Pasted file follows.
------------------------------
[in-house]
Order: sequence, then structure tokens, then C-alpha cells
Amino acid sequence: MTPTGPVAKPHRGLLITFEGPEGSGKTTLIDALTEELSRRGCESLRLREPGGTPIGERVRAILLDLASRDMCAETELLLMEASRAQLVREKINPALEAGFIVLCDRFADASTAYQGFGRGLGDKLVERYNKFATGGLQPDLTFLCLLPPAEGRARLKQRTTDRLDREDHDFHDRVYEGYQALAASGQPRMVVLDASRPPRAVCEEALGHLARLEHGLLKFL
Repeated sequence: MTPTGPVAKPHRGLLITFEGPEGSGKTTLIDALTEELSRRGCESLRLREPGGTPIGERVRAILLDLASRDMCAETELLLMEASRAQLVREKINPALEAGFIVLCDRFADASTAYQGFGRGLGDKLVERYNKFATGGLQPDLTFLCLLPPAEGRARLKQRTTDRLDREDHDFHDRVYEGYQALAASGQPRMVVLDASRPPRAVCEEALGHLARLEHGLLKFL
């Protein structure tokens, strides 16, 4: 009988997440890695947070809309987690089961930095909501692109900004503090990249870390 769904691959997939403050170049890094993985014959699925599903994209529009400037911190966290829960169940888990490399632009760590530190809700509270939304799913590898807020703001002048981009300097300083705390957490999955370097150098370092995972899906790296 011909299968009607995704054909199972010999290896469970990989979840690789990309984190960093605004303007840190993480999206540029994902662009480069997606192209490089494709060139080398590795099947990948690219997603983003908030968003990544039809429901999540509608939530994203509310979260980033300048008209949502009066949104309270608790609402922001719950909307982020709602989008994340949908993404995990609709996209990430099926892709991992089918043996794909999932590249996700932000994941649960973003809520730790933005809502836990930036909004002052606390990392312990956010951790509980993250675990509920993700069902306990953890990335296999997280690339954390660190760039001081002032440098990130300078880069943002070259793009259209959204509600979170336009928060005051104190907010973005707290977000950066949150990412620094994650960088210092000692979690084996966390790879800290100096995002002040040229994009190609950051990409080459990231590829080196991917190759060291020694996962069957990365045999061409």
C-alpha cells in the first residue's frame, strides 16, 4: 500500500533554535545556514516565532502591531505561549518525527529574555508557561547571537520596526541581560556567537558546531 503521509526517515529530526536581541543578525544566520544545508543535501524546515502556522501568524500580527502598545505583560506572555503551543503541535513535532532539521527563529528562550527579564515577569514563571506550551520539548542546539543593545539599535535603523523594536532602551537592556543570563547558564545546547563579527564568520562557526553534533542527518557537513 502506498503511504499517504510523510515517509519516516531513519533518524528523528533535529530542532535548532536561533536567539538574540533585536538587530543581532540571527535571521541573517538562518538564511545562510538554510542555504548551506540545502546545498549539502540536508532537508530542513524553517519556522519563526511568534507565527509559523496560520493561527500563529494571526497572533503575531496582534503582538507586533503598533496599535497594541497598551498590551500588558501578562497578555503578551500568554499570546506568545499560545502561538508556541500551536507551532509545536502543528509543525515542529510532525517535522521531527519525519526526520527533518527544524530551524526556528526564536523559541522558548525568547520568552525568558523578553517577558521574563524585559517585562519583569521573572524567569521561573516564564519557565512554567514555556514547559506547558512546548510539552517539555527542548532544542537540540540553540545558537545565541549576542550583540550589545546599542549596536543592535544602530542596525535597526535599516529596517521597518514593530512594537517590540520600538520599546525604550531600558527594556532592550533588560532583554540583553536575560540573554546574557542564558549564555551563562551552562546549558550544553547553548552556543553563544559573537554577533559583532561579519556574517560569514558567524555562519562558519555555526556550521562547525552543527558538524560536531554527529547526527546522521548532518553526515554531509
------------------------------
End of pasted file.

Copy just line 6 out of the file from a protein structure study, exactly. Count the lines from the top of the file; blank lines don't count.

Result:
C-alpha cells in the first residue's frame, strides 16, 4: 500500500533554535545556514516565532502591531505561549518525527529574555508557561547571537520596526541581560556567537558546531 503521509526517515529530526536581541543578525544566520544545508543535501524546515502556522501568524500580527502598545505583560506572555503551543503541535513535532532539521527563529528562550527579564515577569514563571506550551520539548542546539543593545539599535535603523523594536532602551537592556543570563547558564545546547563579527564568520562557526553534533542527518557537513 502506498503511504499517504510523510515517509519516516531513519533518524528523528533535529530542532535548532536561533536567539538574540533585536538587530543581532540571527535571521541573517538562518538564511545562510538554510542555504548551506540545502546545498549539502540536508532537508530542513524553517519556522519563526511568534507565527509559523496560520493561527500563529494571526497572533503575531496582534503582538507586533503598533496599535497594541497598551498590551500588558501578562497578555503578551500568554499570546506568545499560545502561538508556541500551536507551532509545536502543528509543525515542529510532525517535522521531527519525519526526520527533518527544524530551524526556528526564536523559541522558548525568547520568552525568558523578553517577558521574563524585559517585562519583569521573572524567569521561573516564564519557565512554567514555556514547559506547558512546548510539552517539555527542548532544542537540540540553540545558537545565541549576542550583540550589545546599542549596536543592535544602530542596525535597526535599516529596517521597518514593530512594537517590540520600538520599546525604550531600558527594556532592550533588560532583554540583553536575560540573554546574557542564558549564555551563562551552562546549558550544553547553548552556543553563544559573537554577533559583532561579519556574517560569514558567524555562519562558519555555526556550521562547525552543527558538524560536531554527529547526527546522521548532518553526515554531509